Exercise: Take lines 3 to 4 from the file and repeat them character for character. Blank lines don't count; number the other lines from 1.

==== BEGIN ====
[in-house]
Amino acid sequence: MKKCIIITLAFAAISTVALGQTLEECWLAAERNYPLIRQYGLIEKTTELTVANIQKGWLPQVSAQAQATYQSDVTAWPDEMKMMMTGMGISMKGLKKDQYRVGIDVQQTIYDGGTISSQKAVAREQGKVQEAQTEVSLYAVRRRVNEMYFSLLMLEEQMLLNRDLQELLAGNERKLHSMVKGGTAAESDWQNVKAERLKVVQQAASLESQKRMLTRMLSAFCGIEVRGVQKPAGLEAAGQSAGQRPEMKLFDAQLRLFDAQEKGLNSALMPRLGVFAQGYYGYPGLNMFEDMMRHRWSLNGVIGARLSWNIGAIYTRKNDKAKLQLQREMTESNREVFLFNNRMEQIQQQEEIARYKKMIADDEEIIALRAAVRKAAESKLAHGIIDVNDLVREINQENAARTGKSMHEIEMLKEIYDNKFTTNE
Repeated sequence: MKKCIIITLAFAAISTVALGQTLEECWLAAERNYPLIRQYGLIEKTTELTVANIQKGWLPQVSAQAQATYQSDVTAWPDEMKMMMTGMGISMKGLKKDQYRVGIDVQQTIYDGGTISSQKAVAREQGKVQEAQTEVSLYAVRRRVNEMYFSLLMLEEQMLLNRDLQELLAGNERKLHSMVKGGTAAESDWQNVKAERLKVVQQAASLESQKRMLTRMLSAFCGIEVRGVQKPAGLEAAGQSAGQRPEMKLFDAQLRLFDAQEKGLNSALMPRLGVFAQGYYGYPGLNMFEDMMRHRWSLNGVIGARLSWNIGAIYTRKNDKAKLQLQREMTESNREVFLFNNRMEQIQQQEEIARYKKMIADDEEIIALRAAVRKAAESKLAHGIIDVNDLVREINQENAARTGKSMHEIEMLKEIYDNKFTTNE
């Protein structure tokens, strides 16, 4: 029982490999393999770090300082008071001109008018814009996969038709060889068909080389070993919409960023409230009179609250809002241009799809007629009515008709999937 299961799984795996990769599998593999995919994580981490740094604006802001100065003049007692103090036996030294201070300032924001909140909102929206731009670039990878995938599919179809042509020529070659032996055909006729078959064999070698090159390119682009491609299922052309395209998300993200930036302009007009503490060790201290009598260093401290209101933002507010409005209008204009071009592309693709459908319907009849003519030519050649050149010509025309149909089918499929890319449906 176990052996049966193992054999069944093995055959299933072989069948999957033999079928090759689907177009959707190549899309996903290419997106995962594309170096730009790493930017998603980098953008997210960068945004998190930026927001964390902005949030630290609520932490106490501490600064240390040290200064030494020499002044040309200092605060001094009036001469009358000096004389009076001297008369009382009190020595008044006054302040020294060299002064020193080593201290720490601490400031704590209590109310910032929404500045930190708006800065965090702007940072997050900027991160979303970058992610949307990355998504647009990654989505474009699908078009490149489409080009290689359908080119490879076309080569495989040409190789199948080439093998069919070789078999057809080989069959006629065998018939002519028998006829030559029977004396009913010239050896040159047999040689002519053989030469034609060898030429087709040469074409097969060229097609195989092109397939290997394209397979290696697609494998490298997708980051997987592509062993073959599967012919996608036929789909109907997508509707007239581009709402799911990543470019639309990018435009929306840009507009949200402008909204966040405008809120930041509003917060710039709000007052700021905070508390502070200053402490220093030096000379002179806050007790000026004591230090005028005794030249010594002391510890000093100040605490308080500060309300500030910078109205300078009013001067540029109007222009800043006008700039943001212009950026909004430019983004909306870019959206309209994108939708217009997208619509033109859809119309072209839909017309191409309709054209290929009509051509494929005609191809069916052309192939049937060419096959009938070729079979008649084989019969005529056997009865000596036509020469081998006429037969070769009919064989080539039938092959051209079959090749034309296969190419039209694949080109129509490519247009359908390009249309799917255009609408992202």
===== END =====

Repeated sequence: MKKCIIITLAFAAISTVALGQTLEECWLAAERNYPLIRQYGLIEKTTELTVANIQKGWLPQVSAQAQATYQSDVTAWPDEMKMMMTGMGISMKGLKKDQYRVGIDVQQTIYDGGTISSQKAVAREQGKVQEAQTEVSLYAVRRRVNEMYFSLLMLEEQMLLNRDLQELLAGNERKLHSMVKGGTAAESDWQNVKAERLKVVQQAASLESQKRMLTRMLSAFCGIEVRGVQKPAGLEAAGQSAGQRPEMKLFDAQLRLFDAQEKGLNSALMPRLGVFAQGYYGYPGLNMFEDMMRHRWSLNGVIGARLSWNIGAIYTRKNDKAKLQLQREMTESNREVFLFNNRMEQIQQQEEIARYKKMIADDEEIIALRAAVRKAAESKLAHGIIDVNDLVREINQENAARTGKSMHEIEMLKEIYDNKFTTNE
């Protein structure tokens, strides 16, 4: 029982490999393999770090300082008071001109008018814009996969038709060889068909080389070993919409960023409230009179609250809002241009799809007629009515008709999937 299961799984795996990769599998593999995919994580981490740094604006802001100065003049007692103090036996030294201070300032924001909140909102929206731009670039990878995938599919179809042509020529070659032996055909006729078959064999070698090159390119682009491609299922052309395209998300993200930036302009007009503490060790201290009598260093401290209101933002507010409005209008204009071009592309693709459908319907009849003519030519050649050149010509025309149909089918499929890319449906 176990052996049966193992054999069944093995055959299933072989069948999957033999079928090759689907177009959707190549899309996903290419997106995962594309170096730009790493930017998603980098953008997210960068945004998190930026927001964390902005949030630290609520932490106490501490600064240390040290200064030494020499002044040309200092605060001094009036001469009358000096004389009076001297008369009382009190020595008044006054302040020294060299002064020193080593201290720490601490400031704590209590109310910032929404500045930190708006800065965090702007940072997050900027991160979303970058992610949307990355998504647009990654989505474009699908078009490149489409080009290689359908080119490879076309080569495989040409190789199948080439093998069919070789078999057809080989069959006629065998018939002519028998006829030559029977004396009913010239050896040159047999040689002519053989030469034609060898030429087709040469074409097969060229097609195989092109397939290997394209397979290696697609494998490298997708980051997987592509062993073959599967012919996608036929789909109907997508509707007239581009709402799911990543470019639309990018435009929306840009507009949200402008909204966040405008809120930041509003917060710039709000007052700021905070508390502070200053402490220093030096000379002179806050007790000026004591230090005028005794030249010594002391510890000093100040605490308080500060309300500030910078109205300078009013001067540029109007222009800043006008700039943001212009950026909004430019983004909306870019959206309209994108939708217009997208619509033109859809119309072209839909017309191409309709054209290929009509051509494929005609191809069916052309192939049937060419096959009938070729079979008649084989019969005529056997009865000596036509020469081998006429037969070769009919064989080539039938092959051209079959090749034309296969190419039209694949080109129509490519247009359908390009249309799917255009609408992202």